Proof: Consider first the case $n=1$, i.e., when $G$ forms a single connected component. Then, if $\g v\in \R^N$ is an eigenvector of $\g L$ with eigenvalue 0, $\g L \g v = \g 0$ and $\g v^T \g L \g v = 0$. Thus, by the properties above, $$ \frac{1}{2}\sum_{i=1}^N \sum_{j=1}^N A_{ij} ( v_i - v_j)^2 = 0. $$ For this to hold with non-negative weights $A_{ij}$, we need all the terms of the sum to be 0, and thus $v_i = v_j$ for all pairs $(i,j)$ such that $A_{ij} \neq 0$, resulting in $\g v$ being a constant vector if all pairs of vertices are connected with a path in the graph. Thus, $\g v = \g 1$ and the eigenvalue 0 has multiplicity 1 as there is no other linearly independent eigenvector associated to this value.
For the case $n\geq 2$, the adjacency matrix is block-diagonal since, for all $i$, $A_{ij} = 0$ for any $j$ such that $V_j$ is not connected to $V_i$. As a direct consequence, the Laplacian is also block-diagonal: $$ \g L = \begin{bmatrix} \g L_1 & & & \\ & \g L_2 & & \\ & & \ddots & \\ & & & \g L_n \end{bmatrix} $$ with one block for each connected component. As for any block-diagonal matrix, its eigenvalues are the eigenvalues of its blocks $\g L_i$ and the eigenvectors are given by the eigenvectors of $\g L_i$ filled with zeros on the entries aligned with the other blocks. In addition, each block $\g L_i$ is a proper graph Laplacian for a subgraph corresponding to the $i$th connected component $G_i$ and as such enjoys the property that $\g u_i= \g 1$ is an eigenvector with eigenvalue 0.
Therefore, $\g L$ has eigenvalue 0 with multiplicity $n$ and the corresponding eigenvectors are indicator vectors of the connected components.

These properties give us access to the indicator vectors of the graph components simply by computing a few eigenvectors of its graph Laplacian. This means that, if we can build the graph such that the connected components represent the desired clusters, we can efficiently recover the desired clustering of the data points.

Therefore, the most difficult part in applying spectral clustering consists in crafting a suitable similarity measure in order to build a relevant similarity graph with a clustered structure, or, equivalently, a block-diagonal affinity matrix. In most practical cases, the affinity matrix does not have this ideal block-diagonal structure, but nonetheless can be close to that, meaning that it is the sum of a block-diagonal matrix and one with small entries. In this case, K-means should be able to recover the correct clustering in eigenspace even if the eigenvectors are not exactly piecewise constant over the clusters.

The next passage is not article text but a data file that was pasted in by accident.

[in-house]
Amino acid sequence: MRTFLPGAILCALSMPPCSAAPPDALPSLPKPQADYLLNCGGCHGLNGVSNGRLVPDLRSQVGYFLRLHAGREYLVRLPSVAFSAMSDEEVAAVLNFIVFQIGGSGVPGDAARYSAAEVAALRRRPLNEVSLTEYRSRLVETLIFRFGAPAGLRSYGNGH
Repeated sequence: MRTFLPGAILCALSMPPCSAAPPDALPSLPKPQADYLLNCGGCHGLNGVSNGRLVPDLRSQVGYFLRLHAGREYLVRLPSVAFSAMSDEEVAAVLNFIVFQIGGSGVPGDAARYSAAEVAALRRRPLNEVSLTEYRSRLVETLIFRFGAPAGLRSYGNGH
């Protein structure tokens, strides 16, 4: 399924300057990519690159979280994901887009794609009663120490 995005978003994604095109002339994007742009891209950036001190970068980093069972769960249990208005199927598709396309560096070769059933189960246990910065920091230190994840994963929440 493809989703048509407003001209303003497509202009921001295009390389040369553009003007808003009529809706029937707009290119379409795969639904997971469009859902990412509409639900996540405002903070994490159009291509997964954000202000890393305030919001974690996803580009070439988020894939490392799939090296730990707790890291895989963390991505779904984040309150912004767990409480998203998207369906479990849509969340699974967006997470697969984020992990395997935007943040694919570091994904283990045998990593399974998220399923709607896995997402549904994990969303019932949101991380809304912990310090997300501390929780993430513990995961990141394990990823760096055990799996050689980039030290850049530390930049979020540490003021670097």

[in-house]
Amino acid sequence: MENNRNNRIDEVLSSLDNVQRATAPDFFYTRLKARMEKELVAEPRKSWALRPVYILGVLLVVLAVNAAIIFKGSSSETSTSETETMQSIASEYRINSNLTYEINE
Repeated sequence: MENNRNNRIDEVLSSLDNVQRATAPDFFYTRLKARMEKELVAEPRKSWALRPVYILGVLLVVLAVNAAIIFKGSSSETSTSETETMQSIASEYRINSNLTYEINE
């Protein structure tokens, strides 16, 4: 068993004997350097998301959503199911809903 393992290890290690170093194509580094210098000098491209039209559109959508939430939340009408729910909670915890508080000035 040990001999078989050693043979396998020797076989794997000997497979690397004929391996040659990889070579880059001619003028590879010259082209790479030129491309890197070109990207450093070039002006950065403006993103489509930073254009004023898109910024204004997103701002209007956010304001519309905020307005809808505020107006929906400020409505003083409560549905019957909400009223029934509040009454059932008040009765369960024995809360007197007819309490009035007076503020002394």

Common similarity measures

Most common similarity measures $s(\g x_i, \g x_j)$ are based on the Euclidean distance $\|\g x_i - \g x_j\|$. But in the few possibilities outlined below, one can easily substitute another metric for the distance in order for instance to deal with particular point distributions in more complex problems.

$\epsilon$-neighborhood graph

An $\epsilon$-neighborhood graph is constructed by choosing $$ s(\g x_i, \g x_j) = \begin{cases} 1, & \mbox{if } \|\g x_i - \g x_j\| \leq \epsilon\\ 0, &\mbox{otherwise,} \end{cases} $$ where $\epsilon$ is a parameter tuning the size of the neighborhood within which points are considered as similar.

$K$-nearest neighbors graph

A $K$-nearest neighbors graph is constructed by choosing $$ s(\g x_i, \g x_j) = \begin{cases} s^\prime (\g x_i, \g x_j), & \mbox{if } \g x_j \in \mathcal{N}_K(\g x_i) \mbox{ or } \g x_i \in \mathcal{N}_K(\g x_j) \\ 0, &\mbox{otherwise,} \end{cases} $$ where $\mathcal{N}_K(\g x)$ is the set of $K$-nearest neighbors of $\g x$ in the data set and $s^\prime (\g x_i, \g x_j)$ is a continuous similarity function such as the one below.

Another possibility based on $K$-nearest neighbors is to use $$ s(\g x_i, \g x_j) = \begin{cases} s^\prime (\g x_i, \g x_j), & \mbox{if } \g x_j \in \mathcal{N}_K(\g x_i) \mbox{ and } \g x_i \in \mathcal{N}_K(\g x_j) \\ 0, &\mbox{otherwise,} \end{cases} $$ which results in a mutual $K$-nearest neighbors graph.

Fully connected graph with the Gaussian RBF similarity function

A fully connected graph is obtained with the Gaussian RBF similarity function (or the Gaussian RBF kernel) $$ s(\g x_i, \g x_j) = \exp\left(\frac{-\|\g x_i - \g x_j\|^2}{2\sigma^2} \right), $$ where $\sigma$ is the parameter tuning the bandwidth of the Gaussian, i.e., the width of the neighborhood within which the points are considered as similar.

Despite resulting in a fully connected graph, this similarity measure is often used in practice as most entries in the affinity matrix will be close to 0 and thus playing a role close to nonexistant edges.


Variants of spectral clustering use the eigenvectors of normalized versions of the graph Laplacian:
  1. The symmetric normalized Laplacian: $\g L_{sym} = \g D^{-1/2} \g L \g D^{-1/2} = \g I -\g D^{-1/2} \g A \g D^{-1/2}$ .
  2. The nonsymmetric one: $\g L_{nonsym} = \g D^{-1} \g L = \g I - \g D^{-1}\g A$.
The symmetric normalization requires the addition of another normalization step in the algorithm: K-means is applied to $\g U_n$ built by normalizing the rows $\g U_j^T$ of $\g U = [\g u_1, \dots, \g u_n]$ as $$ \g U_n = \begin{bmatrix} \frac{\g U_1^T }{\| \g U_1\| } \\ \vdots\\ \frac{\g U_N^T }{\| \g U_N\| } \end{bmatrix} = \begin{bmatrix} \frac{u_{11}}{\sqrt{\sum_{j=1}^n u_{j1} } } & \dots & \frac{u_{n1}}{\sqrt{\sum_{j=1}^n u_{j1} } } \\ \vdots\\ \frac{u_{1N}}{\sqrt{\sum_{j=1}^n u_{jN} } } & \dots & \frac{u_{nN}}{\sqrt{\sum_{j=1}^n u_{jN} } } \end{bmatrix}. $$


The variant with the symmetric normalized Laplacian has been proposed in and the nonsymmetric one is discussed in . The good tutorial provides historical notes on the original spectral clustering algorithm using the unnormalized Laplacian.